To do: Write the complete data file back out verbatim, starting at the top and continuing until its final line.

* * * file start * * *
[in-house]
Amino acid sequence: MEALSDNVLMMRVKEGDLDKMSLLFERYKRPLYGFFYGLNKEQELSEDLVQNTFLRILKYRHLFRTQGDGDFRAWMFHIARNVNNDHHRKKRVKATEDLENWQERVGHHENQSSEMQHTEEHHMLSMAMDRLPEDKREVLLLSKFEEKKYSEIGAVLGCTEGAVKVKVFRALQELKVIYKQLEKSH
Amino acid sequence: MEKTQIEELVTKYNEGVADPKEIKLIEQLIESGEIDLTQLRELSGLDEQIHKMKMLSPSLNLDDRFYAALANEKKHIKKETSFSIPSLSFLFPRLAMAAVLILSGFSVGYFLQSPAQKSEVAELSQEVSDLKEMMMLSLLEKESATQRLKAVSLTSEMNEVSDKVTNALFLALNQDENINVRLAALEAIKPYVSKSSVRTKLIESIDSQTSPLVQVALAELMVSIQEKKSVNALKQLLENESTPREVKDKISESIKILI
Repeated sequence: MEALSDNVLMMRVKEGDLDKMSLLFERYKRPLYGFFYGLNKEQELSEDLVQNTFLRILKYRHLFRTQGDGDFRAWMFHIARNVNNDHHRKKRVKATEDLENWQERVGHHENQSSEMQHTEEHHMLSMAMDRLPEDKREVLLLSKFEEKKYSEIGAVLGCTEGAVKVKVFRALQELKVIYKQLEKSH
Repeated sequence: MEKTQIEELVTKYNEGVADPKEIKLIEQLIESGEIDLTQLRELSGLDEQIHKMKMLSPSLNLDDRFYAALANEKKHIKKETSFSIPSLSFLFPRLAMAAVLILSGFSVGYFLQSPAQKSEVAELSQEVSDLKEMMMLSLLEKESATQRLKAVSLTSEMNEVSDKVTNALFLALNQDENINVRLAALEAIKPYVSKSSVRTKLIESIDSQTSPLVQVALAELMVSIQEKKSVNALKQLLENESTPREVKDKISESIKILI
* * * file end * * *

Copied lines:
[in-house]
Amino acid sequence: MEALSDNVLMMRVKEGDLDKMSLLFERYKRPLYGFFYGLNKEQELSEDLVQNTFLRILKYRHLFRTQGDGDFRAWMFHIARNVNNDHHRKKRVKATEDLENWQERVGHHENQSSEMQHTEEHHMLSMAMDRLPEDKREVLLLSKFEEKKYSEIGAVLGCTEGAVKVKVFRALQELKVIYKQLEKSH
Amino acid sequence: MEKTQIEELVTKYNEGVADPKEIKLIEQLIESGEIDLTQLRELSGLDEQIHKMKMLSPSLNLDDRFYAALANEKKHIKKETSFSIPSLSFLFPRLAMAAVLILSGFSVGYFLQSPAQKSEVAELSQEVSDLKEMMMLSLLEKESATQRLKAVSLTSEMNEVSDKVTNALFLALNQDENINVRLAALEAIKPYVSKSSVRTKLIESIDSQTSPLVQVALAELMVSIQEKKSVNALKQLLENESTPREVKDKISESIKILI
Repeated sequence: MEALSDNVLMMRVKEGDLDKMSLLFERYKRPLYGFFYGLNKEQELSEDLVQNTFLRILKYRHLFRTQGDGDFRAWMFHIARNVNNDHHRKKRVKATEDLENWQERVGHHENQSSEMQHTEEHHMLSMAMDRLPEDKREVLLLSKFEEKKYSEIGAVLGCTEGAVKVKVFRALQELKVIYKQLEKSH
Repeated sequence: MEKTQIEELVTKYNEGVADPKEIKLIEQLIESGEIDLTQLRELSGLDEQIHKMKMLSPSLNLDDRFYAALANEKKHIKKETSFSIPSLSFLFPRLAMAAVLILSGFSVGYFLQSPAQKSEVAELSQEVSDLKEMMMLSLLEKESATQRLKAVSLTSEMNEVSDKVTNALFLALNQDENINVRLAALEAIKPYVSKSSVRTKLIESIDSQTSPLVQVALAELMVSIQEKKSVNALKQLLENESTPREVKDKISESIKILI